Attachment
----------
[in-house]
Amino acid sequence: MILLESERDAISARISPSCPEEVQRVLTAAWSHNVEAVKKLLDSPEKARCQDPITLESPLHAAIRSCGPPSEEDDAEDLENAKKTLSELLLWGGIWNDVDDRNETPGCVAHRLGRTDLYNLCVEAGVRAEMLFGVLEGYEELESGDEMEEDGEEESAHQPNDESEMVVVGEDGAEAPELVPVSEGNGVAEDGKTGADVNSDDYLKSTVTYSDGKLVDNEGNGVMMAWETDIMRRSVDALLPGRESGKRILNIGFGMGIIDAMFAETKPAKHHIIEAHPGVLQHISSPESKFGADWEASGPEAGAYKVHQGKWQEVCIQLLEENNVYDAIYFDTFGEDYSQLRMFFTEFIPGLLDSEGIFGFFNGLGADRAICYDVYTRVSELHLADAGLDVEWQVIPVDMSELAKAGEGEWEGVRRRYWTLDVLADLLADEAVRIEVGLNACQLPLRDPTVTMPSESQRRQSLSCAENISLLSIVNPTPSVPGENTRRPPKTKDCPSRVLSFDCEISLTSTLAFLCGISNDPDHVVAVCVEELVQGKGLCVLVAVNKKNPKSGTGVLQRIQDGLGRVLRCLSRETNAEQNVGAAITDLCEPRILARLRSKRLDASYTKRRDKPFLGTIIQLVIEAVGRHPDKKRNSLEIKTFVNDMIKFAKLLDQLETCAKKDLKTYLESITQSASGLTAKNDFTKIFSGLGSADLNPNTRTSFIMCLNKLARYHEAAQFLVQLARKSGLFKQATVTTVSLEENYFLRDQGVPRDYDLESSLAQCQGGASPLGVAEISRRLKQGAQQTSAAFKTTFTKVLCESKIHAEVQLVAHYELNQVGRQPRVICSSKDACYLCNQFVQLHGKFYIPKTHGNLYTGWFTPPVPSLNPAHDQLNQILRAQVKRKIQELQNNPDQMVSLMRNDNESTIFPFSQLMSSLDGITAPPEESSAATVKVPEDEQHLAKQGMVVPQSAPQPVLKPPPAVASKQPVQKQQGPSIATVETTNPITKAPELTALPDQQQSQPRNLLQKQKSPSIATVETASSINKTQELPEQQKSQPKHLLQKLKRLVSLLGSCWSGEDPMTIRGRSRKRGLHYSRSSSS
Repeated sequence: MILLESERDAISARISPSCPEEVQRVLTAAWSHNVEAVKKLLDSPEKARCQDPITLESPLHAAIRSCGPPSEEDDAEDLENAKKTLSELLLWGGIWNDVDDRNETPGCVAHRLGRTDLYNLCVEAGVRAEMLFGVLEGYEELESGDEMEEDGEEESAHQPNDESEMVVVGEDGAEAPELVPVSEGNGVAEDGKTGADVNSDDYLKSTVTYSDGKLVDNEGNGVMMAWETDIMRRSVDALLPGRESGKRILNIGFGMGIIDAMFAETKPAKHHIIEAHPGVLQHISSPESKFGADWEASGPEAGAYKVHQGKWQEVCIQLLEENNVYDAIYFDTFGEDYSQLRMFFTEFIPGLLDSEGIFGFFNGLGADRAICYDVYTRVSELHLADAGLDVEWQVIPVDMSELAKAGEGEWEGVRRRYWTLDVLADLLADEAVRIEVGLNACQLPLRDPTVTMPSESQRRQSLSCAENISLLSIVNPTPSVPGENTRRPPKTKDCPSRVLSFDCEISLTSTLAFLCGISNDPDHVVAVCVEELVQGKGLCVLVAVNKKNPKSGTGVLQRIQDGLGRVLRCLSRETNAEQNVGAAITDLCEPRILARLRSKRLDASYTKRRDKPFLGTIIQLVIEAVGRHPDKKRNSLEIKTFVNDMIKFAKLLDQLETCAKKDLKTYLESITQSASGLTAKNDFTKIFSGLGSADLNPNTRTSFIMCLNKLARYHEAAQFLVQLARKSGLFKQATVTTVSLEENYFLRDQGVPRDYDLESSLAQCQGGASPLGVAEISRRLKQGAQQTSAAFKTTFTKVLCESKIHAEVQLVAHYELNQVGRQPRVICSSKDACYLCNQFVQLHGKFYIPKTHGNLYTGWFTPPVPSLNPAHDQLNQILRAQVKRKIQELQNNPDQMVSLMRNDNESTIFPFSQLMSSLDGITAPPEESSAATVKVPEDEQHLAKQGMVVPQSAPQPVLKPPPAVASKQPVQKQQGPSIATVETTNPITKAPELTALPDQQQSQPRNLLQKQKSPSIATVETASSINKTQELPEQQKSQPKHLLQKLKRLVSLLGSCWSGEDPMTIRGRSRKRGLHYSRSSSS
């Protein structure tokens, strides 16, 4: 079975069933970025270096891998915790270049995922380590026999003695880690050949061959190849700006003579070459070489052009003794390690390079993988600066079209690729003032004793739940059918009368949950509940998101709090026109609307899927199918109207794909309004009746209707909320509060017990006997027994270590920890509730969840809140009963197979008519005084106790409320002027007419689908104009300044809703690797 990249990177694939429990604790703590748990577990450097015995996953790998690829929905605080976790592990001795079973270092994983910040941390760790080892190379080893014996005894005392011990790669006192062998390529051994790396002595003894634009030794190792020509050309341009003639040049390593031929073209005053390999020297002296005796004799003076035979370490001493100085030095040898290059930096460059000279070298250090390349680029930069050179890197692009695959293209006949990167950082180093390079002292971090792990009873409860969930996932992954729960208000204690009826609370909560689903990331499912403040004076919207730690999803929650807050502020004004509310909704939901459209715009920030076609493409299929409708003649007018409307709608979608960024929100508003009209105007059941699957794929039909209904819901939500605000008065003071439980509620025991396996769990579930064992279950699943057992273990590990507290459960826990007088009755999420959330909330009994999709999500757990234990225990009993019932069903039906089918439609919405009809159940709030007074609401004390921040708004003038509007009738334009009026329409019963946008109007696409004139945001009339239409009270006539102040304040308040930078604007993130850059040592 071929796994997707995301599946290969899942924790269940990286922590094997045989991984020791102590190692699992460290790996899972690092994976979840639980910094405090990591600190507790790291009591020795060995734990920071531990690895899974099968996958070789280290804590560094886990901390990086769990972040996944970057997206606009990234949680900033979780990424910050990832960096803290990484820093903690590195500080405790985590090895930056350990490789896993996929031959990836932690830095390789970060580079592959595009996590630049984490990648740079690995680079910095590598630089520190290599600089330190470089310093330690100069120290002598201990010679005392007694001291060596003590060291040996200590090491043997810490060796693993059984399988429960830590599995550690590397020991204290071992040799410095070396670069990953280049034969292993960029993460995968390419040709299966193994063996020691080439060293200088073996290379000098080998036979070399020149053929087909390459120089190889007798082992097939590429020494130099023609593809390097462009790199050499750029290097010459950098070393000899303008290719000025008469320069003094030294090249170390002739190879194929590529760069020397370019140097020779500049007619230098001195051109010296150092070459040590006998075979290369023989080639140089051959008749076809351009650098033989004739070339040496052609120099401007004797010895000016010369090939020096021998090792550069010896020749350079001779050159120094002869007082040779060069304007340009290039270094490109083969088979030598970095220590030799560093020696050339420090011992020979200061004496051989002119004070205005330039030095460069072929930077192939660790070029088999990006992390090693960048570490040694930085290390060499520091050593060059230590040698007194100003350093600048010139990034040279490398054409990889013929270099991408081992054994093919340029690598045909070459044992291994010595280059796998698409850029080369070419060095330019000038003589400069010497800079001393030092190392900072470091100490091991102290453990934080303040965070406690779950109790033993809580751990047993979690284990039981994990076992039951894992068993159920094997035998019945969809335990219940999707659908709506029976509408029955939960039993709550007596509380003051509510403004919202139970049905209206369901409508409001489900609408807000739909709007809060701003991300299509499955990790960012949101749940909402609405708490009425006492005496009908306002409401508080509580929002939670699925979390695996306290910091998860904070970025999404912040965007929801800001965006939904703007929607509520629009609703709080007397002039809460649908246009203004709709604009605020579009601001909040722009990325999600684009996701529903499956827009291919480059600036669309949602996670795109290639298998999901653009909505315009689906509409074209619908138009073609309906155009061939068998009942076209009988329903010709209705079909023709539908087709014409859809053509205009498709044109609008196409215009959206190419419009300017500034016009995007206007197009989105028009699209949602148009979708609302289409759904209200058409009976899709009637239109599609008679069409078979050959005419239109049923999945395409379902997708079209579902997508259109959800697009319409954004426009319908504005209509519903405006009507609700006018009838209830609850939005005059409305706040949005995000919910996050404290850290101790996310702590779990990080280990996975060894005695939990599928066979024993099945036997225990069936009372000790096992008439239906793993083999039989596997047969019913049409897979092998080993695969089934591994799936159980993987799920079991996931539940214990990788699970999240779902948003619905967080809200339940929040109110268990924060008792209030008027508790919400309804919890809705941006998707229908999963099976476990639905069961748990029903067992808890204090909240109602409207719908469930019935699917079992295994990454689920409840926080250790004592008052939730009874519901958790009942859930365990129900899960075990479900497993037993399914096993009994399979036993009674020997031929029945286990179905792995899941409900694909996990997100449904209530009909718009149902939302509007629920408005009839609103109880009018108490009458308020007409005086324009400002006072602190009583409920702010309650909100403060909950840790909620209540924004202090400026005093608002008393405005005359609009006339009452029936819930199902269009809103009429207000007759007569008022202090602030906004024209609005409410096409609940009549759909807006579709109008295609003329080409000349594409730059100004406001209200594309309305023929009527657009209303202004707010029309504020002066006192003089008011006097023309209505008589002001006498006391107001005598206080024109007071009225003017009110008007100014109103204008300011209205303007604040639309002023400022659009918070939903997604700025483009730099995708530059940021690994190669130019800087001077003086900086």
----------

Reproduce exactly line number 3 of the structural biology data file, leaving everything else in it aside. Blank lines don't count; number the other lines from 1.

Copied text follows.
Repeated sequence: MILLESERDAISARISPSCPEEVQRVLTAAWSHNVEAVKKLLDSPEKARCQDPITLESPLHAAIRSCGPPSEEDDAEDLENAKKTLSELLLWGGIWNDVDDRNETPGCVAHRLGRTDLYNLCVEAGVRAEMLFGVLEGYEELESGDEMEEDGEEESAHQPNDESEMVVVGEDGAEAPELVPVSEGNGVAEDGKTGADVNSDDYLKSTVTYSDGKLVDNEGNGVMMAWETDIMRRSVDALLPGRESGKRILNIGFGMGIIDAMFAETKPAKHHIIEAHPGVLQHISSPESKFGADWEASGPEAGAYKVHQGKWQEVCIQLLEENNVYDAIYFDTFGEDYSQLRMFFTEFIPGLLDSEGIFGFFNGLGADRAICYDVYTRVSELHLADAGLDVEWQVIPVDMSELAKAGEGEWEGVRRRYWTLDVLADLLADEAVRIEVGLNACQLPLRDPTVTMPSESQRRQSLSCAENISLLSIVNPTPSVPGENTRRPPKTKDCPSRVLSFDCEISLTSTLAFLCGISNDPDHVVAVCVEELVQGKGLCVLVAVNKKNPKSGTGVLQRIQDGLGRVLRCLSRETNAEQNVGAAITDLCEPRILARLRSKRLDASYTKRRDKPFLGTIIQLVIEAVGRHPDKKRNSLEIKTFVNDMIKFAKLLDQLETCAKKDLKTYLESITQSASGLTAKNDFTKIFSGLGSADLNPNTRTSFIMCLNKLARYHEAAQFLVQLARKSGLFKQATVTTVSLEENYFLRDQGVPRDYDLESSLAQCQGGASPLGVAEISRRLKQGAQQTSAAFKTTFTKVLCESKIHAEVQLVAHYELNQVGRQPRVICSSKDACYLCNQFVQLHGKFYIPKTHGNLYTGWFTPPVPSLNPAHDQLNQILRAQVKRKIQELQNNPDQMVSLMRNDNESTIFPFSQLMSSLDGITAPPEESSAATVKVPEDEQHLAKQGMVVPQSAPQPVLKPPPAVASKQPVQKQQGPSIATVETTNPITKAPELTALPDQQQSQPRNLLQKQKSPSIATVETASSINKTQELPEQQKSQPKHLLQKLKRLVSLLGSCWSGEDPMTIRGRSRKRGLHYSRSSSS